When fan service goes too far: A formal complaint towards Ghostbusters: Afterlife




Despite what the title might say, I don’t turn my nose up to a bit of fan service in the movies I watch. There are reboots and remakes that pay homage to their predecessors in efficient and respectable ways. I found the reintroduction of J.K. Simmons as J. Jonah Jameson in Spider-Man: Far From Home very enjoyable without hindering the movie at all. Of course, there exists an opposite end of the spectrum, where movies don’t include fan service as an actual service to the fans, but instead use it as a crutch to stumble its way through its own runtime. 

This is where I now draw my attention to Ghostbusters: Afterlife. While watching, I was of course bombarded by each and every forced reference (with the most egregious being the “who you gonna call?” line spoken by the police chief to Phoebe asking for her one phone call from jail), but that’s not what I’m focused on. I want to talk about how this formula for cheap nostalgia has changed some areas of the film industry. While the new Ghostbusters relies on fan service for quality, it also relies on the plot of the original movie, even reusing the same villain, the demon Gozer. It was surprising the lengths the filmmakers went to attempt a copy and paste of the original Ghostbusters, but that complete recycling of content somehow wasn’t a new concept to me.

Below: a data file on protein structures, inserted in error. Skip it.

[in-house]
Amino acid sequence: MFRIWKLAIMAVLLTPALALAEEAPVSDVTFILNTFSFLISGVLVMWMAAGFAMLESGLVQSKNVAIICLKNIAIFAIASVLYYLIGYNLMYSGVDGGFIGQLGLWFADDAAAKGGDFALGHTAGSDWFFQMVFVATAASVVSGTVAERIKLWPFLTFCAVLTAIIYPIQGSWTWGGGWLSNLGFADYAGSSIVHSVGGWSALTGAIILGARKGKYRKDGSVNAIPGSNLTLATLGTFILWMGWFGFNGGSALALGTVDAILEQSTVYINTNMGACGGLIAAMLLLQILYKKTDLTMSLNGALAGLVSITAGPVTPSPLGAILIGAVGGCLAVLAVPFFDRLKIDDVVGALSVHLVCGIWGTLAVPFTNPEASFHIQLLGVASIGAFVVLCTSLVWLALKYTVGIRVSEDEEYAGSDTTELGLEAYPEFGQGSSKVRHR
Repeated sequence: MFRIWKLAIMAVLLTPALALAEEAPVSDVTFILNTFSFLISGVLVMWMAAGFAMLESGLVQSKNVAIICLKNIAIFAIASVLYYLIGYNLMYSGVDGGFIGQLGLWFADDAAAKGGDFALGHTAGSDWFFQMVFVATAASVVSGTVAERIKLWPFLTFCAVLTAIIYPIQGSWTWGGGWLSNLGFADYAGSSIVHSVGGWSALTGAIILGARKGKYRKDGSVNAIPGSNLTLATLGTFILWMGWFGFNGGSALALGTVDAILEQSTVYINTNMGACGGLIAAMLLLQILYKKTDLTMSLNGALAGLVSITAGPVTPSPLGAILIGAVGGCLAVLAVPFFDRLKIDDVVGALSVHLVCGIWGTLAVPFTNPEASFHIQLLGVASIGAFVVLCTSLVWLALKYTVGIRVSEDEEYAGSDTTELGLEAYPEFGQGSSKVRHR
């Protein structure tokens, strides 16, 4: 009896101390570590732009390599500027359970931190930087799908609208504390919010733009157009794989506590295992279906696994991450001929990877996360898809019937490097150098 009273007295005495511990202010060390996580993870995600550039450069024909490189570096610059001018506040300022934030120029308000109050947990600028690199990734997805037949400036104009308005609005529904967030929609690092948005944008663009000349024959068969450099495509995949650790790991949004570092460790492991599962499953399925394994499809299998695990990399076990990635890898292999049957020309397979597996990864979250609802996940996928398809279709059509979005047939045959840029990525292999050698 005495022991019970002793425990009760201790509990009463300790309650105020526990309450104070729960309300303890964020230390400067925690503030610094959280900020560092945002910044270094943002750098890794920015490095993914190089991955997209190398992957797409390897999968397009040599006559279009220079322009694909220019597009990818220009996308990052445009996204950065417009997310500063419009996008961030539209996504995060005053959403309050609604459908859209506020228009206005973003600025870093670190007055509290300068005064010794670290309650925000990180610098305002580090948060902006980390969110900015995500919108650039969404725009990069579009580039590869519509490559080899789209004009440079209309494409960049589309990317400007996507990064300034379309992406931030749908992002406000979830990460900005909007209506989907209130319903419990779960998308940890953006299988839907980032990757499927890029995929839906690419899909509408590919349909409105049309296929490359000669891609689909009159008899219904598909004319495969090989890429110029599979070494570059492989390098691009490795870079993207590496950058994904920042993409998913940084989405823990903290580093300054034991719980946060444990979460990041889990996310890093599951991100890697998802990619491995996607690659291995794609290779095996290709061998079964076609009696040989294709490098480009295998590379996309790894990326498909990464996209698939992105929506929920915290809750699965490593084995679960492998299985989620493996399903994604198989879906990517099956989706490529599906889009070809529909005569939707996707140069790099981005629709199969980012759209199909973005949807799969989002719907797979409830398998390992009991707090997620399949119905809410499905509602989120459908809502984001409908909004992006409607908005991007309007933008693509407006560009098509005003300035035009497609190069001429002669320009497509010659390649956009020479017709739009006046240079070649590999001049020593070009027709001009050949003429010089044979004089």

In a comparison as close as some can get, the new Star Wars trilogy is a very recent example of this exact phenomenon, where it’s not just the props and characters that are reminiscent of previous movies, but the story itself. In The Force Awakens, our heroes must destroy a superweapon the size of a celestial body while evading a man in a black mask, with an eventual hero blowing up the space station. It’s not in the same movie, but it is later in the series where the villain of the original trilogy is somehow back to instigate even more evil. 

It’s abnormal that there’s even one instance of this I can name off the top of my head, but to have a second one laid out in front of me is quite frankly absurd. Again, I am not a hater of nostalgia, and when used correctly, can be very rewarding for both the people involved with the movie and the people watching it. It’s just films like Ghostbusters: Afterlife that don’t understand how to differentiate from an audience reaction and genuine quality.